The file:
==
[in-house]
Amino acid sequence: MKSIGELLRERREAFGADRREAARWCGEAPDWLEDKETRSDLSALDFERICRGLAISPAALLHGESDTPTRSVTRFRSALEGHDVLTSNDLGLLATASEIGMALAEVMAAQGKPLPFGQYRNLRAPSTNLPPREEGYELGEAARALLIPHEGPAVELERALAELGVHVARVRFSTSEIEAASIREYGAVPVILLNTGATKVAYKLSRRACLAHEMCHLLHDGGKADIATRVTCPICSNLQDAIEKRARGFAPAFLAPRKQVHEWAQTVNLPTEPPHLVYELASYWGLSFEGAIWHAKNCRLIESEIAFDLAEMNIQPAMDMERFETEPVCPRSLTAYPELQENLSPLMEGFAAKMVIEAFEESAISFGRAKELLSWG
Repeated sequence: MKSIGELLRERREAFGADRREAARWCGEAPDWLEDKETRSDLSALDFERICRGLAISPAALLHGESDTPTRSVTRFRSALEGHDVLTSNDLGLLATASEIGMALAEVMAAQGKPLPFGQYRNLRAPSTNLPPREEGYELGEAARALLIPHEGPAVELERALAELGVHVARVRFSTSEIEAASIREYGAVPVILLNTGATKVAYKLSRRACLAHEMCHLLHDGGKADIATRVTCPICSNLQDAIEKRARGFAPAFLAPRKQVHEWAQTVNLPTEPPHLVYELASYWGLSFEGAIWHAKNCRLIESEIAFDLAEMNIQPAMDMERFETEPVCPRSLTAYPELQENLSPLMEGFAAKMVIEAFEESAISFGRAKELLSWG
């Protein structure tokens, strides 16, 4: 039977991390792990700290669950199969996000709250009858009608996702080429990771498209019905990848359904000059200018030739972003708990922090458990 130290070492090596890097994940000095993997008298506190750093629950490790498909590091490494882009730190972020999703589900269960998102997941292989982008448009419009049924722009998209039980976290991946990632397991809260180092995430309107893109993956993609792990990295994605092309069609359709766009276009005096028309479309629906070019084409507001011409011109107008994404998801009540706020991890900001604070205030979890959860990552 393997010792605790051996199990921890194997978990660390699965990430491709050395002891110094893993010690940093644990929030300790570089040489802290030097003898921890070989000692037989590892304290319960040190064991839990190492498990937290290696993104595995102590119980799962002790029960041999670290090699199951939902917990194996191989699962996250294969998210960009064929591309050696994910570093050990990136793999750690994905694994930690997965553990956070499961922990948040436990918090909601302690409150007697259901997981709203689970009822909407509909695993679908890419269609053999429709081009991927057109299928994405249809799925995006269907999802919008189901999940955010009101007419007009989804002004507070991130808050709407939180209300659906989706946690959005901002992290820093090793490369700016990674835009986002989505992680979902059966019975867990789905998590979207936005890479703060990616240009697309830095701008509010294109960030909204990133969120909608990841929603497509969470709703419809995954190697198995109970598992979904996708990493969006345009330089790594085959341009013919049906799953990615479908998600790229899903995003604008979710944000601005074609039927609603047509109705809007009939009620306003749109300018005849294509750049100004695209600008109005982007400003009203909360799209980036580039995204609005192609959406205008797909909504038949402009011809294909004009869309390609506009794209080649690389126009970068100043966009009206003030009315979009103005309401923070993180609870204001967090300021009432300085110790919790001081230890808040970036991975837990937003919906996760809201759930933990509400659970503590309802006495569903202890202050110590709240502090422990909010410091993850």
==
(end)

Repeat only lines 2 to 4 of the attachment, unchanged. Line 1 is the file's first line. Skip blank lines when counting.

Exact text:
Amino acid sequence: MKSIGELLRERREAFGADRREAARWCGEAPDWLEDKETRSDLSALDFERICRGLAISPAALLHGESDTPTRSVTRFRSALEGHDVLTSNDLGLLATASEIGMALAEVMAAQGKPLPFGQYRNLRAPSTNLPPREEGYELGEAARALLIPHEGPAVELERALAELGVHVARVRFSTSEIEAASIREYGAVPVILLNTGATKVAYKLSRRACLAHEMCHLLHDGGKADIATRVTCPICSNLQDAIEKRARGFAPAFLAPRKQVHEWAQTVNLPTEPPHLVYELASYWGLSFEGAIWHAKNCRLIESEIAFDLAEMNIQPAMDMERFETEPVCPRSLTAYPELQENLSPLMEGFAAKMVIEAFEESAISFGRAKELLSWG
Repeated sequence: MKSIGELLRERREAFGADRREAARWCGEAPDWLEDKETRSDLSALDFERICRGLAISPAALLHGESDTPTRSVTRFRSALEGHDVLTSNDLGLLATASEIGMALAEVMAAQGKPLPFGQYRNLRAPSTNLPPREEGYELGEAARALLIPHEGPAVELERALAELGVHVARVRFSTSEIEAASIREYGAVPVILLNTGATKVAYKLSRRACLAHEMCHLLHDGGKADIATRVTCPICSNLQDAIEKRARGFAPAFLAPRKQVHEWAQTVNLPTEPPHLVYELASYWGLSFEGAIWHAKNCRLIESEIAFDLAEMNIQPAMDMERFETEPVCPRSLTAYPELQENLSPLMEGFAAKMVIEAFEESAISFGRAKELLSWG
């Protein structure tokens, strides 16, 4: 039977991390792990700290669950199969996000709250009858009608996702080429990771498209019905990848359904000059200018030739972003708990922090458990 130290070492090596890097994940000095993997008298506190750093629950490790498909590091490494882009730190972020999703589900269960998102997941292989982008448009419009049924722009998209039980976290991946990632397991809260180092995430309107893109993956993609792990990295994605092309069609359709766009276009005096028309479309629906070019084409507001011409011109107008994404998801009540706020991890900001604070205030979890959860990552 393997010792605790051996199990921890194997978990660390699965990430491709050395002891110094893993010690940093644990929030300790570089040489802290030097003898921890070989000692037989590892304290319960040190064991839990190492498990937290290696993104595995102590119980799962002790029960041999670290090699199951939902917990194996191989699962996250294969998210960009064929591309050696994910570093050990990136793999750690994905694994930690997965553990956070499961922990948040436990918090909601302690409150007697259901997981709203689970009822909407509909695993679908890419269609053999429709081009991927057109299928994405249809799925995006269907999802919008189901999940955010009101007419007009989804002004507070991130808050709407939180209300659906989706946690959005901002992290820093090793490369700016990674835009986002989505992680979902059966019975867990789905998590979207936005890479703060990616240009697309830095701008509010294109960030909204990133969120909608990841929603497509969470709703419809995954190697198995109970598992979904996708990493969006345009330089790594085959341009013919049906799953990615479908998600790229899903995003604008979710944000601005074609039927609603047509109705809007009939009620306003749109300018005849294509750049100004695209600008109005982007400003009203909360799209980036580039995204609005192609959406205008797909909504038949402009011809294909004009869309390609506009794209080649690389126009970068100043966009009206003030009315979009103005309401923070993180609870204001967090300021009432300085110790919790001081230890808040970036991975837990937003919906996760809201759930933990509400659970503590309802006495569903202890202050110590709240502090422990909010410091993850």